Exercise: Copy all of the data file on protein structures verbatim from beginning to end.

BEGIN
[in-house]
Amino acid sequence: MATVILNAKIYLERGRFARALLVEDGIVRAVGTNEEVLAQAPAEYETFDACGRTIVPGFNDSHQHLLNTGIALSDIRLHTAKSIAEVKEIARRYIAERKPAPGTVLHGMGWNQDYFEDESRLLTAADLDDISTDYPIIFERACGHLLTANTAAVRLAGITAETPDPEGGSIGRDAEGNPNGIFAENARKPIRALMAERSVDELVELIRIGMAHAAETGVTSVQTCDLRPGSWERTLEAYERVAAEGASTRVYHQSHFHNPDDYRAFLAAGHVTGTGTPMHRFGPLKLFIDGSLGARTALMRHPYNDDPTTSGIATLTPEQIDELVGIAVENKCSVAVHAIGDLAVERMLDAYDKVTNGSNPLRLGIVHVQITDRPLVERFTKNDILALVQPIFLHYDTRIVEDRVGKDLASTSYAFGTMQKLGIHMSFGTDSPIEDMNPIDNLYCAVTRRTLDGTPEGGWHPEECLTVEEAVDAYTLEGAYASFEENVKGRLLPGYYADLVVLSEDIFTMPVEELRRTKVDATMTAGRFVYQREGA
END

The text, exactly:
[in-house]
Amino acid sequence: MATVILNAKIYLERGRFARALLVEDGIVRAVGTNEEVLAQAPAEYETFDACGRTIVPGFNDSHQHLLNTGIALSDIRLHTAKSIAEVKEIARRYIAERKPAPGTVLHGMGWNQDYFEDESRLLTAADLDDISTDYPIIFERACGHLLTANTAAVRLAGITAETPDPEGGSIGRDAEGNPNGIFAENARKPIRALMAERSVDELVELIRIGMAHAAETGVTSVQTCDLRPGSWERTLEAYERVAAEGASTRVYHQSHFHNPDDYRAFLAAGHVTGTGTPMHRFGPLKLFIDGSLGARTALMRHPYNDDPTTSGIATLTPEQIDELVGIAVENKCSVAVHAIGDLAVERMLDAYDKVTNGSNPLRLGIVHVQITDRPLVERFTKNDILALVQPIFLHYDTRIVEDRVGKDLASTSYAFGTMQKLGIHMSFGTDSPIEDMNPIDNLYCAVTRRTLDGTPEGGWHPEECLTVEEAVDAYTLEGAYASFEENVKGRLLPGYYADLVVLSEDIFTMPVEELRRTKVDATMTAGRFVYQREGA